Beverley Folk Festival’s World War I War Horse Project is galloping ahead of this year’s event at Beverley Racecourse from June 20 to 22.
Author of War Horse, Michael Morpurgo, will be attending the festival and appearing on stage to read from his book in a show entitled “War Horse: Only Remembered” on June 21.
Longcroft and Hymers students, The Millers Centre for vulnerable people in Beverley and Hull Prison have all been looking back at World War I and learning about its impact on the area in the project, which has been sponsored by the William Jackson Food Group and culminates in a Main Stage performance at the festival on Sunday, June 22.
The performance, which starts at midday, will feature a dramatisation by Other Lives Theatre Company of letters written by students from Longcroft School in Beverley.
Christopher Oughtred, a member of the family which owns Hull-based William Jackson Food Group, shared letters his grandfather Jack Oughtred sent home during World War I with more than 60 Year 8 students at Longcroft School on Tuesday this week.
Chairman of the William Jackson Food Group, which owns Aunt Bessie’s and Jackson’s Bakery in Hull, Nicholas Oughtred said: “To support a project like this which involves so many local people in the year that marks the 100th anniversary of the start of World War I is a privilege. We’re delighted we could help financially but also very happy to take part with pupils at Longcroft School.”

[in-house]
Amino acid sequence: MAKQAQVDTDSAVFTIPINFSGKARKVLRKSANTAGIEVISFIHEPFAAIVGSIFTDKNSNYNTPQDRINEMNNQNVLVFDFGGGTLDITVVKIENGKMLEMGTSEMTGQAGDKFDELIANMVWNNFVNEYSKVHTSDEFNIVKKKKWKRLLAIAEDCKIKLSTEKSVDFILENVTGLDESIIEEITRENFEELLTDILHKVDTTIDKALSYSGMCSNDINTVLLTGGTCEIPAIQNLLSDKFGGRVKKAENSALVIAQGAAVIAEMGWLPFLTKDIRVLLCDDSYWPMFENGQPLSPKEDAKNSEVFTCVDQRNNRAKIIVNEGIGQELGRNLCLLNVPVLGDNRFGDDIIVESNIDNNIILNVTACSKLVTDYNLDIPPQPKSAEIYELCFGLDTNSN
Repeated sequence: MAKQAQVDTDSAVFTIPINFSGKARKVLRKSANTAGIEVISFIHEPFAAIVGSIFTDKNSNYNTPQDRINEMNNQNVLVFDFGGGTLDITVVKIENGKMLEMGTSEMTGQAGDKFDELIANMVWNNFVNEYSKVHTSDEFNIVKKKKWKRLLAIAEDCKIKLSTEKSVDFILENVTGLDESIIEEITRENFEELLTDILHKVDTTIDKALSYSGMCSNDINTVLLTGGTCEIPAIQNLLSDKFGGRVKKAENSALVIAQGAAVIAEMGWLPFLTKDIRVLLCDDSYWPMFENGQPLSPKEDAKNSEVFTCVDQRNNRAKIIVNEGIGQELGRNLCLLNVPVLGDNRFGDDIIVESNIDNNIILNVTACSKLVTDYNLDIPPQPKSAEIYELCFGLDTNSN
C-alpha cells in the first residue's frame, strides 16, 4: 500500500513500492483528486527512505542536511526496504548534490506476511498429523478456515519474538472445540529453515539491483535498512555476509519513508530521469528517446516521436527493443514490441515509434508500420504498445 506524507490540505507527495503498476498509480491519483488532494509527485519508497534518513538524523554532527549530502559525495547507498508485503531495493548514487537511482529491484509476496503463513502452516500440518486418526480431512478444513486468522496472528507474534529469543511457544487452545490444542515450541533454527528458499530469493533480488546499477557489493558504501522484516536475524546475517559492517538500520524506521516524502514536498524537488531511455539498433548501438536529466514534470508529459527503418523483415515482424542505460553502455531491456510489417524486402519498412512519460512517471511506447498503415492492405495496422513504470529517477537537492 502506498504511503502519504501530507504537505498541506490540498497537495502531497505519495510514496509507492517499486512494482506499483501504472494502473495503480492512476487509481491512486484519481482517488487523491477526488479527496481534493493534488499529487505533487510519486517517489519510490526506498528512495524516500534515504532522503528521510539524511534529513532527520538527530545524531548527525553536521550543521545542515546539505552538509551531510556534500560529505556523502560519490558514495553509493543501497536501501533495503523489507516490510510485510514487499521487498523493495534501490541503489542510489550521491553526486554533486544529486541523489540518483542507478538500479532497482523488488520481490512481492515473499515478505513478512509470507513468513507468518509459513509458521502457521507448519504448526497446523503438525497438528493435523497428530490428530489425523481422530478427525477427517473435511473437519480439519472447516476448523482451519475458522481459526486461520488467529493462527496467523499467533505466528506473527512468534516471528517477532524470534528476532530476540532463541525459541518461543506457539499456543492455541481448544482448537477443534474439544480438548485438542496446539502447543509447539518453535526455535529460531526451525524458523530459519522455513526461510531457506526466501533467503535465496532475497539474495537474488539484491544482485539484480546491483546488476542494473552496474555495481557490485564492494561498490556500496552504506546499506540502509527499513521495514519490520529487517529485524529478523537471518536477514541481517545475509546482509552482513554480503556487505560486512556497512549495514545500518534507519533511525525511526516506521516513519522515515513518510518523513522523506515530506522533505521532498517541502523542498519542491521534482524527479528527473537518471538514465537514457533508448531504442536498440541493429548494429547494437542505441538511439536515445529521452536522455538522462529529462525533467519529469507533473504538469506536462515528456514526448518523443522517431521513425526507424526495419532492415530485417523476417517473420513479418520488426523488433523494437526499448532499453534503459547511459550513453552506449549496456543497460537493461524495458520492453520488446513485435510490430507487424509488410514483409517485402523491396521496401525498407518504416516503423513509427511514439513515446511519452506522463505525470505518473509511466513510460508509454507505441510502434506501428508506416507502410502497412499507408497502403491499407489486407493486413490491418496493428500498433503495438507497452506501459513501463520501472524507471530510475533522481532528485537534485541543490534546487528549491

Vicki Morris, Longcroft School’s Deputy Curriculum Leader of English, said: “This was a wonderful opportunity for our students to hear a personal account of what it was like living in the trenches during World War One. It was a privilege to welcome Mr Oughtred into Longcroft to talk to us about his grandfather, Jack, and to allow us to see and touch items that were precious to him, such as the medals he was awarded and the silver cigarette case his fiancée Phyliss sent him one Christmas in the trenches. This personal story brought home the realities of daily life for soldiers during the conflict and will help inspire our students as they write letters in the person of young men at the front and the replies they might have received from family and friends back home.”
Longcroft School student Harry Bolt said: “Listening to Mr Oughtred and the story of his grandfather was an amazing experience. It made the war come to life and helped me to understand what it must have been like to live through it.”
Pupil Elizabeth Jennison said: “I learned a lot I didn’t know and enjoyed listening to the Jack’s story. Holding objects that had actually been there in the trenches made it feel real.”
Pupils from Hymers School in Hull are also preparing a piece for the festival performance based on the role of women, prior to, during and post the war.
Hull Prisoners have been looking into the history of men from Hull who went to fight in the Great War and never returned. They are writing songs based around some of these men and their songs will be performed by musicians at the festival.
Beverley Folk Festival’s Artistic Director Chris Wade, said: “This is a very exciting project and the enthusiasm from everyone involved has been tremendous – I can’t wait to see the results of everyone’s hard work. We are really grateful to our partners the William Jackson Food Group in Hull for showing such great support for the project, both financially and in their great enthusiasm for it.”
The festival will have its very own War Horse, produced by The Millers Centre. The full-sized puppet horse will be made from recycled material and will take part in the main performance on the Sunday.
It will be seen for the first time at a special ceremony at Beverley Racecourse on May 28 at 6pm.